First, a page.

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City firms reach ‘poaching’ resolution

City firms reach ‘poaching’ resolution

A hearing began last month to determine damages after BGC Partners lost its appeal against an unlawful conspiracy decision relating to its recruitment of brokers from rivals Tullett Prebon.

Tullett’s “crown jewels” had been lost after BGC induced gross breaches of contract, Mr Justice Jack was told.

In his ruling on liability, the judge said that Tullett’s claims against BGC, its president Shaun Lynn and Tullett’s former global chief operating officer Anthony Verrier for conspiracy and inducing breach of contract succeeded.

Tullett’s counsel Daniel Oudkerk told the judge that the parties had reached an agreement and that the settlement deal was confidential.

The judge said that the case could have been “very very unpleasant” but for the barristers involved who, while not failing to “swing punches” at each other when appropriate, conducted the matter as it should be – with friendship where possible.

BGC’s counsel, Andrew Hochhauser QC, responded by quoting from Hamlet Act 1 Scene 1: “For this relief much thanks.”

Sarah Jackson, Senior Solicitor in IBB’s Commercial Dispute Resolution team, comments: “A confidential settlement has protected the parties in this action from further litigation and potential public censure. If nothing else, the settlement will enable the parties to get on with their business without the distraction of litigation, which despite the judgment on liability in March 2010 looked likely to run and run.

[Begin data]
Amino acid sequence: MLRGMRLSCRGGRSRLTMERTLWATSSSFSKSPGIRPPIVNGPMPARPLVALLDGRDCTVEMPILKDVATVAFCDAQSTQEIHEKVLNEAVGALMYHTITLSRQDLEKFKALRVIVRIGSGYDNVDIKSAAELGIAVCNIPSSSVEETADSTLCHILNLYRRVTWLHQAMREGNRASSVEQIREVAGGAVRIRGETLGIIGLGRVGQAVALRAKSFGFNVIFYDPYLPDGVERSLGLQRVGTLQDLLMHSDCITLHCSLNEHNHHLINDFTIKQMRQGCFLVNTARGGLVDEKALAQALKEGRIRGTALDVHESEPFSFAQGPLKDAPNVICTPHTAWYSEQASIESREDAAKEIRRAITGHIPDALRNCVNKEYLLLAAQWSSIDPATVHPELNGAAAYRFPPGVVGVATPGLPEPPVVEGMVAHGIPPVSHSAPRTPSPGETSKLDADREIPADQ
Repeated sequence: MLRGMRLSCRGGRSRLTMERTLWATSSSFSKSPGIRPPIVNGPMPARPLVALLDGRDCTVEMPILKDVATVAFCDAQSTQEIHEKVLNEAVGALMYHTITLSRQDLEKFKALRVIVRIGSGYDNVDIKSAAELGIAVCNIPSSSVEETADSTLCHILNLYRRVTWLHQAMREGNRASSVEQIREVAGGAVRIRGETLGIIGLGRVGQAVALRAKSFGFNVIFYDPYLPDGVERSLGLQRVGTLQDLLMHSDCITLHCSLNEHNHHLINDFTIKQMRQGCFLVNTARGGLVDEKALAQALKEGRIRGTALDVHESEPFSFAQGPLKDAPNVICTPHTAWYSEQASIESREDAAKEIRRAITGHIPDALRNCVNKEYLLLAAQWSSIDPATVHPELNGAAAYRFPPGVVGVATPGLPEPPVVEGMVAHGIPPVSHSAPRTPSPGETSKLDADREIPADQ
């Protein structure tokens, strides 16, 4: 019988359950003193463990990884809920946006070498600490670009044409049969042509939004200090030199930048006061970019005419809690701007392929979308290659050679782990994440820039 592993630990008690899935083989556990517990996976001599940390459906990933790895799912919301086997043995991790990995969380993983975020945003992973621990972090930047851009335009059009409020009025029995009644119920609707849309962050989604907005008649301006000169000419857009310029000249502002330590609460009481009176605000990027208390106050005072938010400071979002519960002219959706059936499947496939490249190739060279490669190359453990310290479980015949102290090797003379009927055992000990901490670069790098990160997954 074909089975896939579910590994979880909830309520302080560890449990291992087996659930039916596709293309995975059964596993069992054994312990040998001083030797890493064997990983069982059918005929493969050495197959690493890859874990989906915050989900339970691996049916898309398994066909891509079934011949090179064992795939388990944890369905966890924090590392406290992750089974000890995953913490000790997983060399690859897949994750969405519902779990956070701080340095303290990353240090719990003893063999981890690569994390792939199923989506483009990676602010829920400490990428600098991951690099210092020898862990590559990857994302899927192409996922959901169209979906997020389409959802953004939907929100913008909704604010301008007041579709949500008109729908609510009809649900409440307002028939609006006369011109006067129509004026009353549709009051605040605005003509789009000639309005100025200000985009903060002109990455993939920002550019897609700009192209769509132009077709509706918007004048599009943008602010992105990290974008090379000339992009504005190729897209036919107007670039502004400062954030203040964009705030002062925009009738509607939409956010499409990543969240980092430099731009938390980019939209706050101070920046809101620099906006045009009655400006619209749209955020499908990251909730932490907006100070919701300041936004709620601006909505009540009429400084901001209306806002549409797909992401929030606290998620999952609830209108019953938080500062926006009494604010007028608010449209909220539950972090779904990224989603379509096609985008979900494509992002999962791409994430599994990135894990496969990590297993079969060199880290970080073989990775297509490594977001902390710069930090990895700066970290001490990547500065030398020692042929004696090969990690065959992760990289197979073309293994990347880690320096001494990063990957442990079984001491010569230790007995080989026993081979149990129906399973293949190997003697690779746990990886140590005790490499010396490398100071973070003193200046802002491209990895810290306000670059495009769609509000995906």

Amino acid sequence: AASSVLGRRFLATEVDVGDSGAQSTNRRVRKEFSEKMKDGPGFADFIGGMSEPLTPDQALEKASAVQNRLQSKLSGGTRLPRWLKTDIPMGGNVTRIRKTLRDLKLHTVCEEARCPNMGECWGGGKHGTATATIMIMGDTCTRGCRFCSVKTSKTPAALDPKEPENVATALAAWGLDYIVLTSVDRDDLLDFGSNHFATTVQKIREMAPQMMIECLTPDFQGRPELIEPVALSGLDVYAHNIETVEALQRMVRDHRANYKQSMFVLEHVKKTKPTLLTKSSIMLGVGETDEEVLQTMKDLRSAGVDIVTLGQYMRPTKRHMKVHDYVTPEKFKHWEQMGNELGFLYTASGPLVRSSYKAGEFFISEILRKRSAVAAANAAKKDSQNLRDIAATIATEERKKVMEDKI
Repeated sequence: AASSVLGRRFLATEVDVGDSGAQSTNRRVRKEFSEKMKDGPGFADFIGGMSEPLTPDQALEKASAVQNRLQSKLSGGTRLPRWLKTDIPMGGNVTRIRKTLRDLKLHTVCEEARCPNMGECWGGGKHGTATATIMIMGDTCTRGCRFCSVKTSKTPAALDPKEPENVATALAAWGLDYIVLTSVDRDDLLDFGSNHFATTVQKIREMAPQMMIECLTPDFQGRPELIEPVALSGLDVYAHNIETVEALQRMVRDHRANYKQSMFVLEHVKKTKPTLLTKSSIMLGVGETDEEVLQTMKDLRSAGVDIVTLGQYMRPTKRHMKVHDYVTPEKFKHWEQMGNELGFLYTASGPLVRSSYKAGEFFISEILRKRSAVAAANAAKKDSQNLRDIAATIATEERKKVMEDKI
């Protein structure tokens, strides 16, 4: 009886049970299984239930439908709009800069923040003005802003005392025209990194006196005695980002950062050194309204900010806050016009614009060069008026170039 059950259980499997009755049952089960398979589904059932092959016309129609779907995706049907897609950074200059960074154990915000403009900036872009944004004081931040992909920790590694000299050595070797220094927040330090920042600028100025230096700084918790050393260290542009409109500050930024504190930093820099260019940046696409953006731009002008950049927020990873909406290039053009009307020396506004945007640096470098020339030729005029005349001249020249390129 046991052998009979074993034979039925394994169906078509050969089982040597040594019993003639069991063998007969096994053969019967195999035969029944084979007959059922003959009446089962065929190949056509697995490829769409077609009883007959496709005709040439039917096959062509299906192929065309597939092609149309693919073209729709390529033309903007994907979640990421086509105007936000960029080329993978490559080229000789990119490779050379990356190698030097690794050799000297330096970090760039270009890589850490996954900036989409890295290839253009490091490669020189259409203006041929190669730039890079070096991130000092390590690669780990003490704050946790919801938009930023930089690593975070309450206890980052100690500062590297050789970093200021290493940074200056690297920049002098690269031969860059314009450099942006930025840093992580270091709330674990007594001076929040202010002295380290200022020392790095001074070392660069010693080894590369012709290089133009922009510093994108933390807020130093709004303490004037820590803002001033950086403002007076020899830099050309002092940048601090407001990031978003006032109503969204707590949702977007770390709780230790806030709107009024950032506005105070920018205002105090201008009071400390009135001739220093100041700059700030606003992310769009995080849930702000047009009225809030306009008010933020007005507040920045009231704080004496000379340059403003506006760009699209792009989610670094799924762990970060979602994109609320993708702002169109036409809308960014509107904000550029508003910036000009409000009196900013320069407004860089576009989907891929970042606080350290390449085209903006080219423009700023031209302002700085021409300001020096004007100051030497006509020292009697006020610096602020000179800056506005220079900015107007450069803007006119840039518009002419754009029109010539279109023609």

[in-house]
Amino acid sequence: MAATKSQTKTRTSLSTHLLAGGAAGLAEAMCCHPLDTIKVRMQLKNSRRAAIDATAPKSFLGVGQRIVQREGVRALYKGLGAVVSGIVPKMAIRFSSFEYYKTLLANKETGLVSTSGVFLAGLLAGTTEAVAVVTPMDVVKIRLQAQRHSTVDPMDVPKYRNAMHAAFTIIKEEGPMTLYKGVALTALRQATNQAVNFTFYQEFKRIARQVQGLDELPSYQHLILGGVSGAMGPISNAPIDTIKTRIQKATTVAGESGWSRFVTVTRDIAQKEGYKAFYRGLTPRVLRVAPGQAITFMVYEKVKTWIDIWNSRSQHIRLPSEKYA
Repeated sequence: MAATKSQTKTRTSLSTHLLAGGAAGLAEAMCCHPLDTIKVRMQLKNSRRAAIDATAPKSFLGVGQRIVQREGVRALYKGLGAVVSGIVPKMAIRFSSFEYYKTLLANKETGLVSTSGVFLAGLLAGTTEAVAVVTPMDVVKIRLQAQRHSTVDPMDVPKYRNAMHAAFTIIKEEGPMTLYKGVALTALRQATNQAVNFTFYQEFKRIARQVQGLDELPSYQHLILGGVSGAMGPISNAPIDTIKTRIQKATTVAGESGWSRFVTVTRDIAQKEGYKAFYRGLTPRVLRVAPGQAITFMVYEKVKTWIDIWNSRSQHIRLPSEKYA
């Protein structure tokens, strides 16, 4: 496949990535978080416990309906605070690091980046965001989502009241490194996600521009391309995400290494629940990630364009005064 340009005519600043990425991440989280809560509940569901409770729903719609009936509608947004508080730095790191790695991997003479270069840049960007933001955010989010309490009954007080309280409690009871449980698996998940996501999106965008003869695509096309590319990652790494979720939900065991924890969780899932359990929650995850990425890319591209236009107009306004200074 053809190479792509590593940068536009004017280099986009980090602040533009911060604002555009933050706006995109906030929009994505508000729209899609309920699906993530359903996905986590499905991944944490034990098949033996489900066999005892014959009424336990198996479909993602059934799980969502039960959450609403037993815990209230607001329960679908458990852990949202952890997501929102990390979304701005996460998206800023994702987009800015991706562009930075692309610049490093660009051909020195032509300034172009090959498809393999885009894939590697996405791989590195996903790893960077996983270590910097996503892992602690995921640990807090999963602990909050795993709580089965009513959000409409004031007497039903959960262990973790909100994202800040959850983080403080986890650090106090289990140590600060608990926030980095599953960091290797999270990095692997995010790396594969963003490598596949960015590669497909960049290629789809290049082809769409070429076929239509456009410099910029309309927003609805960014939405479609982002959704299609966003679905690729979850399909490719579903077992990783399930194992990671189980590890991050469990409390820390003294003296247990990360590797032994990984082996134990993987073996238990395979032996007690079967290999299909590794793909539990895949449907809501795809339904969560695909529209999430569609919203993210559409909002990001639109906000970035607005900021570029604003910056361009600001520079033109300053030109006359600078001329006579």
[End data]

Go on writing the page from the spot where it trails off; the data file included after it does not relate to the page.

“The parties should be congratulated on being able to put their bitter differences aside in order to settle this protracted dispute confidentially rather than further exposure in the public arena. It would have been interesting to see how the Courts would have dealt with the quantum aspect of this case and certainly would have provided helpful guidance to practitioners.

“That said, the initial judgment gave a useful indication on how the Court will deal with “missing” evidence – a number of the key employee’s blackberrys and mobile phones had disappeared making it almost impossible to recover key text message evidence – the judge’s comments may give pause for thought to parties in other actions who are tempted to interfere with electronic evidence.

“Furthermore, the judgment means that in future a poacher or tempted member of staff may give their binding contractual obligations some thought before they jump ship and appreciate that there may be legal consequences and risks to their actions.”

Our Employment team provides advice on the employment aspects of all major business decisions. For advice, contact a member of the team, call us on 08456 381 381 or email enquiries@ibblaw.co.uk.